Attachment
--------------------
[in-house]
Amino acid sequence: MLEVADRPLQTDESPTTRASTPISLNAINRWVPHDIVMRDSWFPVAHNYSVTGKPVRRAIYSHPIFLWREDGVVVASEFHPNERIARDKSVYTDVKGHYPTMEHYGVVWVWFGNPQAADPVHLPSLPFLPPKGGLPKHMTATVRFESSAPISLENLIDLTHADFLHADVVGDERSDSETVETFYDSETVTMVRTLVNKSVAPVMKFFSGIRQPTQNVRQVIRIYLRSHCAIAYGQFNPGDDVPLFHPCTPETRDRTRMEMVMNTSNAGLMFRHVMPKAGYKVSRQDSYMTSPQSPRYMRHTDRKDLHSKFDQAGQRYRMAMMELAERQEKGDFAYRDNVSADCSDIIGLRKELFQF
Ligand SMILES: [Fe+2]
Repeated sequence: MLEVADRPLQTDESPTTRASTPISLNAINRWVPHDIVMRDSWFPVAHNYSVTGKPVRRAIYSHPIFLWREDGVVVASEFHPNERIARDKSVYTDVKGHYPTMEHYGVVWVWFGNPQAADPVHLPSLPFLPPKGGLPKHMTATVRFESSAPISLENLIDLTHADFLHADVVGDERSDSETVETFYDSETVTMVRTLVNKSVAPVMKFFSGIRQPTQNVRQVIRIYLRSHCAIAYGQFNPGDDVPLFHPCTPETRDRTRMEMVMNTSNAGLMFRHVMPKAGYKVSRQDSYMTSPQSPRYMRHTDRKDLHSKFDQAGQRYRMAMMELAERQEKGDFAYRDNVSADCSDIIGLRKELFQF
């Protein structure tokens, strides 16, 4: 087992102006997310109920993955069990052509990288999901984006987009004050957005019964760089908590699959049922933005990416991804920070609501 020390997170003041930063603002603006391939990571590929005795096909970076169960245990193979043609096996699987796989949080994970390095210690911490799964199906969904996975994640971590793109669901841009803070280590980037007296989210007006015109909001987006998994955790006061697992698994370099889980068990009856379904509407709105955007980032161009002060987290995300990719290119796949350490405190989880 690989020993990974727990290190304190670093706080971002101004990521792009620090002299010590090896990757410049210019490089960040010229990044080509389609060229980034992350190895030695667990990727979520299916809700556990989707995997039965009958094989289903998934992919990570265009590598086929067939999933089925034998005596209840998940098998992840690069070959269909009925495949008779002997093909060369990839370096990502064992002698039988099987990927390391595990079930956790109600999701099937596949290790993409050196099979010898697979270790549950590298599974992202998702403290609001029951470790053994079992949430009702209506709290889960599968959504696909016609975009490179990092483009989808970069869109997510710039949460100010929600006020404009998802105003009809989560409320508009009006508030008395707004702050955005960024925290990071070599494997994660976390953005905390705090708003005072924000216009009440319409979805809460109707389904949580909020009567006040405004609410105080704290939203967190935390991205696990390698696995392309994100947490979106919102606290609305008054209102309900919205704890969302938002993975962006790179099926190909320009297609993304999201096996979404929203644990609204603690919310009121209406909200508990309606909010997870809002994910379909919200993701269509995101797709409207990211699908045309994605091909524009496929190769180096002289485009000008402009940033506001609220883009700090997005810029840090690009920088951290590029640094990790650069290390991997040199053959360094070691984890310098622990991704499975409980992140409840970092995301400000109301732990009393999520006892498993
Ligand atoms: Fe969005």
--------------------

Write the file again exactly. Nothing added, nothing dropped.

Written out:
[in-house]
Amino acid sequence: MLEVADRPLQTDESPTTRASTPISLNAINRWVPHDIVMRDSWFPVAHNYSVTGKPVRRAIYSHPIFLWREDGVVVASEFHPNERIARDKSVYTDVKGHYPTMEHYGVVWVWFGNPQAADPVHLPSLPFLPPKGGLPKHMTATVRFESSAPISLENLIDLTHADFLHADVVGDERSDSETVETFYDSETVTMVRTLVNKSVAPVMKFFSGIRQPTQNVRQVIRIYLRSHCAIAYGQFNPGDDVPLFHPCTPETRDRTRMEMVMNTSNAGLMFRHVMPKAGYKVSRQDSYMTSPQSPRYMRHTDRKDLHSKFDQAGQRYRMAMMELAERQEKGDFAYRDNVSADCSDIIGLRKELFQF
Ligand SMILES: [Fe+2]
Repeated sequence: MLEVADRPLQTDESPTTRASTPISLNAINRWVPHDIVMRDSWFPVAHNYSVTGKPVRRAIYSHPIFLWREDGVVVASEFHPNERIARDKSVYTDVKGHYPTMEHYGVVWVWFGNPQAADPVHLPSLPFLPPKGGLPKHMTATVRFESSAPISLENLIDLTHADFLHADVVGDERSDSETVETFYDSETVTMVRTLVNKSVAPVMKFFSGIRQPTQNVRQVIRIYLRSHCAIAYGQFNPGDDVPLFHPCTPETRDRTRMEMVMNTSNAGLMFRHVMPKAGYKVSRQDSYMTSPQSPRYMRHTDRKDLHSKFDQAGQRYRMAMMELAERQEKGDFAYRDNVSADCSDIIGLRKELFQF
């Protein structure tokens, strides 16, 4: 087992102006997310109920993955069990052509990288999901984006987009004050957005019964760089908590699959049922933005990416991804920070609501 020390997170003041930063603002603006391939990571590929005795096909970076169960245990193979043609096996699987796989949080994970390095210690911490799964199906969904996975994640971590793109669901841009803070280590980037007296989210007006015109909001987006998994955790006061697992698994370099889980068990009856379904509407709105955007980032161009002060987290995300990719290119796949350490405190989880 690989020993990974727990290190304190670093706080971002101004990521792009620090002299010590090896990757410049210019490089960040010229990044080509389609060229980034992350190895030695667990990727979520299916809700556990989707995997039965009958094989289903998934992919990570265009590598086929067939999933089925034998005596209840998940098998992840690069070959269909009925495949008779002997093909060369990839370096990502064992002698039988099987990927390391595990079930956790109600999701099937596949290790993409050196099979010898697979270790549950590298599974992202998702403290609001029951470790053994079992949430009702209506709290889960599968959504696909016609975009490179990092483009989808970069869109997510710039949460100010929600006020404009998802105003009809989560409320508009009006508030008395707004702050955005960024925290990071070599494997994660976390953005905390705090708003005072924000216009009440319409979805809460109707389904949580909020009567006040405004609410105080704290939203967190935390991205696990390698696995392309994100947490979106919102606290609305008054209102309900919205704890969302938002993975962006790179099926190909320009297609993304999201096996979404929203644990609204603690919310009121209406909200508990309606909010997870809002994910379909919200993701269509995101797709409207990211699908045309994605091909524009496929190769180096002289485009000008402009940033506001609220883009700090997005810029840090690009920088951290590029640094990790650069290390991997040199053959360094070691984890310098622990991704499975409980992140409840970092995301400000109301732990009393999520006892498993
Ligand atoms: Fe969005």